DrivingSales CEO Jared Hamilton, a car dealer's son, tells of a recent hotel front-desk experience to illustrate a point about the importance of consistent pricing in the Internet age.

Facing a flight cancellation, he went online and found an airport hotel offering accommodations for $169 a night. But when he got there, a desk clerk quoted a rate of $289.

A bemused Hamilton pointed out the price discrepancy. The clerk replied: “That's the Internet price, sir. But you are at the front desk, and the front-desk rate is $289.”

Hamilton says he took a seat in the hotel lobby, booked a room online at the lower rate and “trashed the hotel on a rating site.” Then he checked in.

He applies an analogy to auto dealerships that engage in risky behavior by treating online and in-store customers differently, including quoting different prices for the same vehicle.

“There shouldn't be two different processes at dealerships,” Hamilton says. “It's time for transparency. You don't want to be the ‘That's the Internet, this is the front desk’ dealer.”

The dealer-oriented DrivingSales Executive Summit presented with WardsAuto focuses on digital-age ways to sell cars and interact with customers. It sometimes is tough for established, traditional dealerships to adjust to this brave new world.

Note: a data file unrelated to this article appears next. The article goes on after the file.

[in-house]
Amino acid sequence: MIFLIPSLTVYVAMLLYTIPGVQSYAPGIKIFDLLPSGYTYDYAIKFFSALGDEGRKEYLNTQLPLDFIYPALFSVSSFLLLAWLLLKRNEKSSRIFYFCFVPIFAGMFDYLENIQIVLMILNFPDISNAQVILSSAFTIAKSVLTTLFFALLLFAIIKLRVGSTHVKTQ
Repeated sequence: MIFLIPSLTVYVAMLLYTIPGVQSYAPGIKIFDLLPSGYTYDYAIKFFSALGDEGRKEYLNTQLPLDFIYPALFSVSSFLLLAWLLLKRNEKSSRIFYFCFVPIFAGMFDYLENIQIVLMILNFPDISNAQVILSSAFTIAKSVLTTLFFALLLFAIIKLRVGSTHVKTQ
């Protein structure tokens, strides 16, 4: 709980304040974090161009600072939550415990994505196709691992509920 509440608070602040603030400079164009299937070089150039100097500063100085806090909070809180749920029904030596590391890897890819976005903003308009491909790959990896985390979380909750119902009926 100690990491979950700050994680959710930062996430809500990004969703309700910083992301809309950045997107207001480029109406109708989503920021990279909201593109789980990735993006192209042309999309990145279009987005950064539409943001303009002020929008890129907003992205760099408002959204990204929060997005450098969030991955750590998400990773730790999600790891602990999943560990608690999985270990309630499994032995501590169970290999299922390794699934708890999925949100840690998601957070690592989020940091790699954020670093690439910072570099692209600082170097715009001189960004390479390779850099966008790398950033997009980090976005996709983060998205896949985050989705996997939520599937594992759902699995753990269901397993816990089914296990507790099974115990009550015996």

“We're in a mature industry, Hamilton says. “Change can wreak havoc on mature industries. Marketing is changing at 100 mph. We've got to reinvent the structure, to a certain degree. A start-up dealership could do it so much easier because of no preconceived notions.”

He urges dealers to step up their systematic tracking of emails and phone calls, as well as customer time spent on dealership websites and online inventory searches.

Dealers who invest in customer-relationship management software but don't use it, or use it ineffectively, are wasting their money, he says. “CRM is a tool. If you don't execute it well, don't write the check. It's not so much about technology as what you do with it.”